Signed into law nearly 35 years ago, ERISA, otherwise known as the Employee Retirement Income Security Act, has been a source of confusion to many ever since. ERISA was originally set in place as an employee protection law, but experts claim it has the opposite effect at times.
Here are some basic facts about ERISA law and how it could be impacting you:
ERISA stands for The Employee Retirement Income Security Act of 1974. ERISA establishes minimum standards for retirement, health, and other welfare benefit plans including life insurance, disability insurance, and apprenticeship plans.
The original purpose of ERISA was to address significant problems with corporate retirement plans. One major example of the problems happened when the Studebaker Motor Company went bankrupt, leaving their pension plan, workers and employees with no money and no ability to get recourse.
Are there any recent modifications to ERISA that I need to know about?
ERISA has been amended at least 40 times since it was passed over three decades ago. However, most of the changes address pension provisions of the act. Modifications include changes in the medical coverage (Consolidated Omnibus Budget Reconciliation Act of 1986) and HIPAA (the Health Insurance Portability and Accountability Act of 1996) and coverage providing pension divisions and medical coverage for children after divorce.
ERISA is administered by the Employee Benefits Security Administration (EBSA), a division of the U.S. Department of Labor (DOL). Complaints, concerns, and questions about ERISA laws can be directed to your local offices.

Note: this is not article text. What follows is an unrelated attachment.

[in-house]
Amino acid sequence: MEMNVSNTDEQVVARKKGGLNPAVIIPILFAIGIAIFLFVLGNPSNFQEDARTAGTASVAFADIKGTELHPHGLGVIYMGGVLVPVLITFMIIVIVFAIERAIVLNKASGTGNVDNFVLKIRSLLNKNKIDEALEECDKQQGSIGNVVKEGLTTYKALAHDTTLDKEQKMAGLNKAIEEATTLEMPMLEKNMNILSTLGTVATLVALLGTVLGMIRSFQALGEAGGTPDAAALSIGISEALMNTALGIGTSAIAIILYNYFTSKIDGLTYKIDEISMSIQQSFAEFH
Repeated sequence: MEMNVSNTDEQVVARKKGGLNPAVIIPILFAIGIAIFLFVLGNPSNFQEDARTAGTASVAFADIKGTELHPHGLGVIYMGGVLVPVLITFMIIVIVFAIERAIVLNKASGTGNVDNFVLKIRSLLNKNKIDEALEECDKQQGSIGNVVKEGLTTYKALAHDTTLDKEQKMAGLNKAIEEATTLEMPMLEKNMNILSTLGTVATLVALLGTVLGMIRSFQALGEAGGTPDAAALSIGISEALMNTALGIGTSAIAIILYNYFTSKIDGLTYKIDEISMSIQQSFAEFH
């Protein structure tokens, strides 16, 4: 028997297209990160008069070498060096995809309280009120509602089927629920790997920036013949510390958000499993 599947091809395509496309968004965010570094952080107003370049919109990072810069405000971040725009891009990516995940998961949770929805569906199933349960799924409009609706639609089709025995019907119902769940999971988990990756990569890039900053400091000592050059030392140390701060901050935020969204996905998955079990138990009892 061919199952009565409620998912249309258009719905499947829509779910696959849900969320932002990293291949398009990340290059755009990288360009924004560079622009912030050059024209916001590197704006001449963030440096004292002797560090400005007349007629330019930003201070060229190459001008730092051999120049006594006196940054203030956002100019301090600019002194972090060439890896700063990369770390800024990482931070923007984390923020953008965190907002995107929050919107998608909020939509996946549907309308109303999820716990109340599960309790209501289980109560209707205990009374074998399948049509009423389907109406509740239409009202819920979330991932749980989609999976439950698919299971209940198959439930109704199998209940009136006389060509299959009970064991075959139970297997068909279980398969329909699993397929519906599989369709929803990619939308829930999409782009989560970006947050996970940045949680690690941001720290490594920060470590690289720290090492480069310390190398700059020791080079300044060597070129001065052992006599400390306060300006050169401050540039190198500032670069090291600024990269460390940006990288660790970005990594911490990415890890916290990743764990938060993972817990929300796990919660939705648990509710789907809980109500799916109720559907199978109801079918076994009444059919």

ERISA laws only apply to private employers (this excludes government employees) that offer employer-sponsored health insurance coverage and other benefit plans to employees. Contrary to what many people would think, ERISA does not require employers to offer pension and retirement plans; it only sets standards for benefits that employers chooses to offer their employees. Additionally, ERISA laws do not apply to privately purchased, individual insurance policies or benefits purchased outside of work provided plans.
Reporting and Accountability: ERISA standards require detailed and prompt reporting and accountability to the federal government. This helps ensure your plan is accurately and honestly administered.
Conduct: ERISA rules regulate conduct for managed care (HMOs) and the company who is financially responsible for your plan’s administration.
Safeguards: ERISA requires a written policy for how claims should be filed, as well as a written appeal process for claims that are denied under your plan. ERISA also requires that your claims and appeals be heard and dealt with in a fair and timely manner.
Financial and Best-Interest Protection: ERISA acts as a safeguard to assure that plan funds are protected and delivered in the best interested of the plan members. ERISA also prohibits discriminatory practices for distribution or acceptance of plan benefits for qualified employees.
Disclosures: Certain disclosures must be provided to plan participants (i.e. what benefits are offered, the rules for getting those benefits, the plan’s limitations, and other guidelines for obtaining benefits);
If you or a loved one are dealing with an ERISA issue, you need an experienced attorney who knows how to deal with this types of cases. ERISA law can be complicated and most insurance companies have teams of lawyers working for them. For this reason, only an attorney with knowledge of Louisiana and ERISA laws can help you get you the outcome you deserve for your case. J. Price McNamara has been practicing law in Louisiana for many years and has handled many ERISA cases. With a wealth of knowledge and respect from both the legal and surrounding community, J. Price McNamara can provide the legal representation that you need. Call our office today to schedule your free ERISA case review and get an experienced attorney working for you. The law may limit the time you have to file your case, so don’t wait! Call us now.
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